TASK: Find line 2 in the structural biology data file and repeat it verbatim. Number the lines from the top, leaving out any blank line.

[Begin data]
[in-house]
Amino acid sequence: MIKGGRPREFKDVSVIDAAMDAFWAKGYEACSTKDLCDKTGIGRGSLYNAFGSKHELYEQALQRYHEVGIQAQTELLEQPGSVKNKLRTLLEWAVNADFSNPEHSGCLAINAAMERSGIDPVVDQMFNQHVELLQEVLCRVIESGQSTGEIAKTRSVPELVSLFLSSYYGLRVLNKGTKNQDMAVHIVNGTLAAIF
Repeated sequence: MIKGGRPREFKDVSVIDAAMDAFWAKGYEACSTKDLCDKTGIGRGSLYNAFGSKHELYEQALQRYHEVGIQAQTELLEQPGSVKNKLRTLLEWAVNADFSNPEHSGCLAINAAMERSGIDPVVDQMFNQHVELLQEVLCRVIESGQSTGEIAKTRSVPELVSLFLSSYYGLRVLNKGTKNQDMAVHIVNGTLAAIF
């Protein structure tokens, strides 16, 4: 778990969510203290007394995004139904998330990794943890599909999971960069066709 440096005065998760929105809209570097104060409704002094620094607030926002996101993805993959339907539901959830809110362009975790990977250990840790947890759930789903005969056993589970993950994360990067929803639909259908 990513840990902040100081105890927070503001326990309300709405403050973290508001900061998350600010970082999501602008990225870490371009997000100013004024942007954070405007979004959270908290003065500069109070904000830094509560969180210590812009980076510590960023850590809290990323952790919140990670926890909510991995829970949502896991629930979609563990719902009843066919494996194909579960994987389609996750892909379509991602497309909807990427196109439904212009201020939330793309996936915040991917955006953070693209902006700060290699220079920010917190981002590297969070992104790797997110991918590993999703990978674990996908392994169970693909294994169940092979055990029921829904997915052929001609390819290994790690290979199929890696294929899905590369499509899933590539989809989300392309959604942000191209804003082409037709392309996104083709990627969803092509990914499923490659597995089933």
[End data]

Amino acid sequence: MIKGGRPREFKDVSVIDAAMDAFWAKGYEACSTKDLCDKTGIGRGSLYNAFGSKHELYEQALQRYHEVGIQAQTELLEQPGSVKNKLRTLLEWAVNADFSNPEHSGCLAINAAMERSGIDPVVDQMFNQHVELLQEVLCRVIESGQSTGEIAKTRSVPELVSLFLSSYYGLRVLNKGTKNQDMAVHIVNGTLAAIF